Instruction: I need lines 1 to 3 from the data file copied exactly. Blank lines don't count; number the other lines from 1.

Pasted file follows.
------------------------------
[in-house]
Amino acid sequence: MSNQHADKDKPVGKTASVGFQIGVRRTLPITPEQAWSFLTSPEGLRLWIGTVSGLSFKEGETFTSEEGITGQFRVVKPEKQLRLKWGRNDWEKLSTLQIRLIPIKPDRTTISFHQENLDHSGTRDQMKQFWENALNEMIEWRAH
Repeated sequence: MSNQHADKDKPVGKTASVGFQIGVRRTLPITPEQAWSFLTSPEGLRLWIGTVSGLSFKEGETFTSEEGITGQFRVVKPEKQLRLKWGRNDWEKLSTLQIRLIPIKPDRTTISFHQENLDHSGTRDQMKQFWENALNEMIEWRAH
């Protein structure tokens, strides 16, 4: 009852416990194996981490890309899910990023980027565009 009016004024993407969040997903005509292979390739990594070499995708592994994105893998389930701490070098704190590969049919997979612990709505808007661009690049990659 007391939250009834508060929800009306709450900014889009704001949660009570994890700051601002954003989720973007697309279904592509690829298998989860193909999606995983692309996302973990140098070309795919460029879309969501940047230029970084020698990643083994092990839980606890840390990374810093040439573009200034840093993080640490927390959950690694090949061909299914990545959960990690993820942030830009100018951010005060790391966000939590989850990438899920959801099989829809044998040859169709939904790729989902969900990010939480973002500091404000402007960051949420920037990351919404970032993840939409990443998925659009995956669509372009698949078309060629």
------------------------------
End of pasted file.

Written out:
[in-house]
Amino acid sequence: MSNQHADKDKPVGKTASVGFQIGVRRTLPITPEQAWSFLTSPEGLRLWIGTVSGLSFKEGETFTSEEGITGQFRVVKPEKQLRLKWGRNDWEKLSTLQIRLIPIKPDRTTISFHQENLDHSGTRDQMKQFWENALNEMIEWRAH
Repeated sequence: MSNQHADKDKPVGKTASVGFQIGVRRTLPITPEQAWSFLTSPEGLRLWIGTVSGLSFKEGETFTSEEGITGQFRVVKPEKQLRLKWGRNDWEKLSTLQIRLIPIKPDRTTISFHQENLDHSGTRDQMKQFWENALNEMIEWRAH